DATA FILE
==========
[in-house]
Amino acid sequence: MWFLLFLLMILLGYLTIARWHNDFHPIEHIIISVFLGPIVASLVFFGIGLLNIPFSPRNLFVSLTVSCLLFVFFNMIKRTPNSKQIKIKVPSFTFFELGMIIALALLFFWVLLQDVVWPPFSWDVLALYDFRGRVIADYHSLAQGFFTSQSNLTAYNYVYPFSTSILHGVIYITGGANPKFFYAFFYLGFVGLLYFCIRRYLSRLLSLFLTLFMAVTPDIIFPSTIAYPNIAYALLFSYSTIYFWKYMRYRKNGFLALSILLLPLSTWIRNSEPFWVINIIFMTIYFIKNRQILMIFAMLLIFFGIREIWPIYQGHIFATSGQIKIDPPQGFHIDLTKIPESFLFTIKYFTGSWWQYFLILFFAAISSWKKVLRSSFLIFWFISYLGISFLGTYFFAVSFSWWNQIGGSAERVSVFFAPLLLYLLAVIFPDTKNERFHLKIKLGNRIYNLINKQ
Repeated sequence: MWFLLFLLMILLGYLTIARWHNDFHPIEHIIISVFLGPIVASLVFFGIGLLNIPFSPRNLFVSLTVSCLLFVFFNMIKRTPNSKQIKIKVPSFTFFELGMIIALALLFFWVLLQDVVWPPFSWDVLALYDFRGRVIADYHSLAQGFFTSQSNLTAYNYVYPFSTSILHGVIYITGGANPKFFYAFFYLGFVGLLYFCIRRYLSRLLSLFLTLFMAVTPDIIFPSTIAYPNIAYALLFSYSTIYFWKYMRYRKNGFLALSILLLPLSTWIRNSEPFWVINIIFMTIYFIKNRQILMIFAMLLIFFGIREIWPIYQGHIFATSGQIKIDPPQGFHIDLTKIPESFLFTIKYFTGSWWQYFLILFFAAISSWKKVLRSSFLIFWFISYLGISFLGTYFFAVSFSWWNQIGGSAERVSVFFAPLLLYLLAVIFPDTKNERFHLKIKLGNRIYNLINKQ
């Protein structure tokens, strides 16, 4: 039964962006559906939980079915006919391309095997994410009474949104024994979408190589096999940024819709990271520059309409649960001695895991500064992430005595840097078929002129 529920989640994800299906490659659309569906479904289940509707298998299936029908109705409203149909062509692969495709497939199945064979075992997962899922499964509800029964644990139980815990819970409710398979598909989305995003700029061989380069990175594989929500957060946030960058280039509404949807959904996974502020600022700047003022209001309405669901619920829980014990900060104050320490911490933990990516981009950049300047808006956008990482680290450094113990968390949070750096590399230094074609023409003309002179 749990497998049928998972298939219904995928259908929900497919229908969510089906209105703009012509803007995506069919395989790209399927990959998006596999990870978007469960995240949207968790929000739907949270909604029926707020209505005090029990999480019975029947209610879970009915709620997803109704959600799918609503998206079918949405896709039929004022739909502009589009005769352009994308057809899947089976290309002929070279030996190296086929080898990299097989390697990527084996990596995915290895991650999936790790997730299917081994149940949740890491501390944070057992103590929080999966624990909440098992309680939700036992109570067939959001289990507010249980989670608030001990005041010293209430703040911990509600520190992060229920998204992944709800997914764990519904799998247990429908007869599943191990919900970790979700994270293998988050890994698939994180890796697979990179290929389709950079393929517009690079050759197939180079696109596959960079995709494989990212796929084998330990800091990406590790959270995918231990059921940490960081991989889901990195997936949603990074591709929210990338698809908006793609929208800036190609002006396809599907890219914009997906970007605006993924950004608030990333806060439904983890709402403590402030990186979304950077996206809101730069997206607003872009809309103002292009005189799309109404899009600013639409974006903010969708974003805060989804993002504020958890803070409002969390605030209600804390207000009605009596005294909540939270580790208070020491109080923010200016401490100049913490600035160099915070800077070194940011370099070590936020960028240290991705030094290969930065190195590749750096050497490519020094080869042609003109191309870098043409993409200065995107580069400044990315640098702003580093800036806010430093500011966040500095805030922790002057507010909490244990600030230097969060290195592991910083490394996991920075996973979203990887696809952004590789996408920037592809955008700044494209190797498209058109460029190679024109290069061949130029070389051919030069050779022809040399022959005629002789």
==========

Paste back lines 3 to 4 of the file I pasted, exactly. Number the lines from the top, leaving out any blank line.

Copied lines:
Repeated sequence: MWFLLFLLMILLGYLTIARWHNDFHPIEHIIISVFLGPIVASLVFFGIGLLNIPFSPRNLFVSLTVSCLLFVFFNMIKRTPNSKQIKIKVPSFTFFELGMIIALALLFFWVLLQDVVWPPFSWDVLALYDFRGRVIADYHSLAQGFFTSQSNLTAYNYVYPFSTSILHGVIYITGGANPKFFYAFFYLGFVGLLYFCIRRYLSRLLSLFLTLFMAVTPDIIFPSTIAYPNIAYALLFSYSTIYFWKYMRYRKNGFLALSILLLPLSTWIRNSEPFWVINIIFMTIYFIKNRQILMIFAMLLIFFGIREIWPIYQGHIFATSGQIKIDPPQGFHIDLTKIPESFLFTIKYFTGSWWQYFLILFFAAISSWKKVLRSSFLIFWFISYLGISFLGTYFFAVSFSWWNQIGGSAERVSVFFAPLLLYLLAVIFPDTKNERFHLKIKLGNRIYNLINKQ
């Protein structure tokens, strides 16, 4: 039964962006559906939980079915006919391309095997994410009474949104024994979408190589096999940024819709990271520059309409649960001695895991500064992430005595840097078929002129 529920989640994800299906490659659309569906479904289940509707298998299936029908109705409203149909062509692969495709497939199945064979075992997962899922499964509800029964644990139980815990819970409710398979598909989305995003700029061989380069990175594989929500957060946030960058280039509404949807959904996974502020600022700047003022209001309405669901619920829980014990900060104050320490911490933990990516981009950049300047808006956008990482680290450094113990968390949070750096590399230094074609023409003309002179 749990497998049928998972298939219904995928259908929900497919229908969510089906209105703009012509803007995506069919395989790209399927990959998006596999990870978007469960995240949207968790929000739907949270909604029926707020209505005090029990999480019975029947209610879970009915709620997803109704959600799918609503998206079918949405896709039929004022739909502009589009005769352009994308057809899947089976290309002929070279030996190296086929080898990299097989390697990527084996990596995915290895991650999936790790997730299917081994149940949740890491501390944070057992103590929080999966624990909440098992309680939700036992109570067939959001289990507010249980989670608030001990005041010293209430703040911990509600520190992060229920998204992944709800997914764990519904799998247990429908007869599943191990919900970790979700994270293998988050890994698939994180890796697979990179290929389709950079393929517009690079050759197939180079696109596959960079995709494989990212796929084998330990800091990406590790959270995918231990059921940490960081991989889901990195997936949603990074591709929210990338698809908006793609929208800036190609002006396809599907890219914009997906970007605006993924950004608030990333806060439904983890709402403590402030990186979304950077996206809101730069997206607003872009809309103002292009005189799309109404899009600013639409974006903010969708974003805060989804993002504020958890803070409002969390605030209600804390207000009605009596005294909540939270580790208070020491109080923010200016401490100049913490600035160099915070800077070194940011370099070590936020960028240290991705030094290969930065190195590749750096050497490519020094080869042609003109191309870098043409993409200065995107580069400044990315640098702003580093800036806010430093500011966040500095805030922790002057507010909490244990600030230097969060290195592991910083490394996991920075996973979203990887696809952004590789996408920037592809955008700044494209190797498209058109460029190679024109290069061949130029070389051919030069050779022809040399022959005629002789």